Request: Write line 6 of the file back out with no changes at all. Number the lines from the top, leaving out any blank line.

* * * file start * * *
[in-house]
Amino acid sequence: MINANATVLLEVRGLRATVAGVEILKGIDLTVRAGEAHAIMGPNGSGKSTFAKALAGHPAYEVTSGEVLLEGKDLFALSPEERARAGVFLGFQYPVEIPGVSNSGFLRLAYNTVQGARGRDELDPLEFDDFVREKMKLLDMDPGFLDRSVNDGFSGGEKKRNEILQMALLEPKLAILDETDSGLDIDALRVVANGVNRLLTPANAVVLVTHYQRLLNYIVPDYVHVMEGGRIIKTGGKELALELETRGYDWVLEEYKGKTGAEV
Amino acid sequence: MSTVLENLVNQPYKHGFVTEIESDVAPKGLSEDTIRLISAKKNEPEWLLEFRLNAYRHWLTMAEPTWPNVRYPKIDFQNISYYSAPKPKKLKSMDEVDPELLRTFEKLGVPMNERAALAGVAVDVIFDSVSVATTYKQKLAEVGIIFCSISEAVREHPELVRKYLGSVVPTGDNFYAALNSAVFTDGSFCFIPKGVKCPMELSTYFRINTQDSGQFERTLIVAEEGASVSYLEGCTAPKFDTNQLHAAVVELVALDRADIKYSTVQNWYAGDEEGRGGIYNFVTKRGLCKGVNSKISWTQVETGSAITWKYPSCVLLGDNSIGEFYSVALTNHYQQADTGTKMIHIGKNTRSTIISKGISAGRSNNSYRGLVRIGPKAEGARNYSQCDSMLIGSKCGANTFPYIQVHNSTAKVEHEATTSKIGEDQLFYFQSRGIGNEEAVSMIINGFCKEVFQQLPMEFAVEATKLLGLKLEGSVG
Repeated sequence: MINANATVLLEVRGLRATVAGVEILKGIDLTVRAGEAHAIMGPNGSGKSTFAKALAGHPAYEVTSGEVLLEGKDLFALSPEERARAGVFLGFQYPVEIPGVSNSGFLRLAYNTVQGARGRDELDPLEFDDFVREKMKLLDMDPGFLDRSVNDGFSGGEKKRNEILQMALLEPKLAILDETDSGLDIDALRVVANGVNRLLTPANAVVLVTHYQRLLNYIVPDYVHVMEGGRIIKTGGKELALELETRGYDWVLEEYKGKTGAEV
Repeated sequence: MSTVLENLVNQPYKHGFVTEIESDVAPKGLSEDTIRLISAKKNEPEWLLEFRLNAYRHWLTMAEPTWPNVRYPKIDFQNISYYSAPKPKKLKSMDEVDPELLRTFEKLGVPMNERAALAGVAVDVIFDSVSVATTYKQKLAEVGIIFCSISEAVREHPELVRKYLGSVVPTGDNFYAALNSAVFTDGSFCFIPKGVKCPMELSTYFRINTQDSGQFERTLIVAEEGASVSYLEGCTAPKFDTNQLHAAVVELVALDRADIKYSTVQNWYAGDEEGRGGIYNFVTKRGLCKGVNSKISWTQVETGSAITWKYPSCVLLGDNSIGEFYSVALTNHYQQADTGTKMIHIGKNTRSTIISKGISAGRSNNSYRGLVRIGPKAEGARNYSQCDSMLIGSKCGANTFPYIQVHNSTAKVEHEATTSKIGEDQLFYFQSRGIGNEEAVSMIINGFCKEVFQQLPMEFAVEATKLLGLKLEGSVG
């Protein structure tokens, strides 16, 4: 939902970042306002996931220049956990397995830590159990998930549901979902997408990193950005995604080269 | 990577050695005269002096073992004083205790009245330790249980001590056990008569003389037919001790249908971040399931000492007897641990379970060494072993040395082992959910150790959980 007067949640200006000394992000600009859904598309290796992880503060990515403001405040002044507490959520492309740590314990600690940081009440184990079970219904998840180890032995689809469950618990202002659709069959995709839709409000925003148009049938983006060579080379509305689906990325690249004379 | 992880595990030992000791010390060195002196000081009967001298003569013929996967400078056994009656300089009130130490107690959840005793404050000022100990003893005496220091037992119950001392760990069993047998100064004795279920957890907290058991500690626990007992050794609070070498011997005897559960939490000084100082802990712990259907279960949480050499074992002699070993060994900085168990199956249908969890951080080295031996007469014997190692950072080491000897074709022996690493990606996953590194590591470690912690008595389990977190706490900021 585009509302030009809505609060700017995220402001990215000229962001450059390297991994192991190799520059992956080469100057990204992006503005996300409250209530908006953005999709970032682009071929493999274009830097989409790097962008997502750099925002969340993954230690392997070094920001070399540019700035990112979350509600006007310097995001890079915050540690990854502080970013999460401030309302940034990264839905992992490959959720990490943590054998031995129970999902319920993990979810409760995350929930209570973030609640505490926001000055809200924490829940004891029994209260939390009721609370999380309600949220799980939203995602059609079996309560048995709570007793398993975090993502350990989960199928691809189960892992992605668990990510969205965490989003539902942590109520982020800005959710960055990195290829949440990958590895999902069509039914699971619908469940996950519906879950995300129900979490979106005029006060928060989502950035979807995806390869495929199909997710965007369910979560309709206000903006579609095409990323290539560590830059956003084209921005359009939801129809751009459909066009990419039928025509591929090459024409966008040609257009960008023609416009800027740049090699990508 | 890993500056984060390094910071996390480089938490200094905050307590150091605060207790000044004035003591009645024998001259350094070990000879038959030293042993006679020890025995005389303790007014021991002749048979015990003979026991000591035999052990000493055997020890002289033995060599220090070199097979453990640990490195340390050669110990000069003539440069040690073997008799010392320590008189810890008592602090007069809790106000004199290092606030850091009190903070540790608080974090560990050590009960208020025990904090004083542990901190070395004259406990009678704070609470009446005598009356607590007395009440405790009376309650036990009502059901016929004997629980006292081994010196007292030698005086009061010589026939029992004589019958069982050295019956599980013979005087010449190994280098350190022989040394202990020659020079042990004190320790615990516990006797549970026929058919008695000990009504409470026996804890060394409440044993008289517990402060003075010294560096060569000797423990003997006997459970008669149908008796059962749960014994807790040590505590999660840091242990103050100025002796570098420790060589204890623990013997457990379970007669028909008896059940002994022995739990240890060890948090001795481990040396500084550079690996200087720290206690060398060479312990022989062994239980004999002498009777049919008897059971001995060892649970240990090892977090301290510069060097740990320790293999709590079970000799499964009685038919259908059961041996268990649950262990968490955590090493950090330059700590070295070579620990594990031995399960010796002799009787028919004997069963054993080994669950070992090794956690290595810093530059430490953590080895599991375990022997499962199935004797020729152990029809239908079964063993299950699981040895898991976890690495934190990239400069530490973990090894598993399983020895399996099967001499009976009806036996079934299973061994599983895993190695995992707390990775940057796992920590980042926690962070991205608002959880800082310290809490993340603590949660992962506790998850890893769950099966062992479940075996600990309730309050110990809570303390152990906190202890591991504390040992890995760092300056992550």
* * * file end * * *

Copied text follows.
């Protein structure tokens, strides 16, 4: 939902970042306002996931220049956990397995830590159990998930549901979902997408990193950005995604080269 | 990577050695005269002096073992004083205790009245330790249980001590056990008569003389037919001790249908971040399931000492007897641990379970060494072993040395082992959910150790959980 007067949640200006000394992000600009859904598309290796992880503060990515403001405040002044507490959520492309740590314990600690940081009440184990079970219904998840180890032995689809469950618990202002659709069959995709839709409000925003148009049938983006060579080379509305689906990325690249004379 | 992880595990030992000791010390060195002196000081009967001298003569013929996967400078056994009656300089009130130490107690959840005793404050000022100990003893005496220091037992119950001392760990069993047998100064004795279920957890907290058991500690626990007992050794609070070498011997005897559960939490000084100082802990712990259907279960949480050499074992002699070993060994900085168990199956249908969890951080080295031996007469014997190692950072080491000897074709022996690493990606996953590194590591470690912690008595389990977190706490900021 585009509302030009809505609060700017995220402001990215000229962001450059390297991994192991190799520059992956080469100057990204992006503005996300409250209530908006953005999709970032682009071929493999274009830097989409790097962008997502750099925002969340993954230690392997070094920001070399540019700035990112979350509600006007310097995001890079915050540690990854502080970013999460401030309302940034990264839905992992490959959720990490943590054998031995129970999902319920993990979810409760995350929930209570973030609640505490926001000055809200924490829940004891029994209260939390009721609370999380309600949220799980939203995602059609079996309560048995709570007793398993975090993502350990989960199928691809189960892992992605668990990510969205965490989003539902942590109520982020800005959710960055990195290829949440990958590895999902069509039914699971619908469940996950519906879950995300129900979490979106005029006060928060989502950035979807995806390869495929199909997710965007369910979560309709206000903006579609095409990323290539560590830059956003084209921005359009939801129809751009459909066009990419039928025509591929090459024409966008040609257009960008023609416009800027740049090699990508 | 890993500056984060390094910071996390480089938490200094905050307590150091605060207790000044004035003591009645024998001259350094070990000879038959030293042993006679020890025995005389303790007014021991002749048979015990003979026991000591035999052990000493055997020890002289033995060599220090070199097979453990640990490195340390050669110990000069003539440069040690073997008799010392320590008189810890008592602090007069809790106000004199290092606030850091009190903070540790608080974090560990050590009960208020025990904090004083542990901190070395004259406990009678704070609470009446005598009356607590007395009440405790009376309650036990009502059901016929004997629980006292081994010196007292030698005086009061010589026939029992004589019958069982050295019956599980013979005087010449190994280098350190022989040394202990020659020079042990004190320790615990516990006797549970026929058919008695000990009504409470026996804890060394409440044993008289517990402060003075010294560096060569000797423990003997006997459970008669149908008796059962749960014994807790040590505590999660840091242990103050100025002796570098420790060589204890623990013997457990379970007669028909008896059940002994022995739990240890060890948090001795481990040396500084550079690996200087720290206690060398060479312990022989062994239980004999002498009777049919008897059971001995060892649970240990090892977090301290510069060097740990320790293999709590079970000799499964009685038919259908059961041996268990649950262990968490955590090493950090330059700590070295070579620990594990031995399960010796002799009787028919004997069963054993080994669950070992090794956690290595810093530059430490953590080895599991375990022997499962199935004797020729152990029809239908079964063993299950699981040895898991976890690495934190990239400069530490973990090894598993399983020895399996099967001499009976009806036996079934299973061994599983895993190695995992707390990775940057796992920590980042926690962070991205608002959880800082310290809490993340603590949660992962506790998850890893769950099966062992479940075996600990309730309050110990809570303390152990906190202890591991504390040992890995760092300056992550």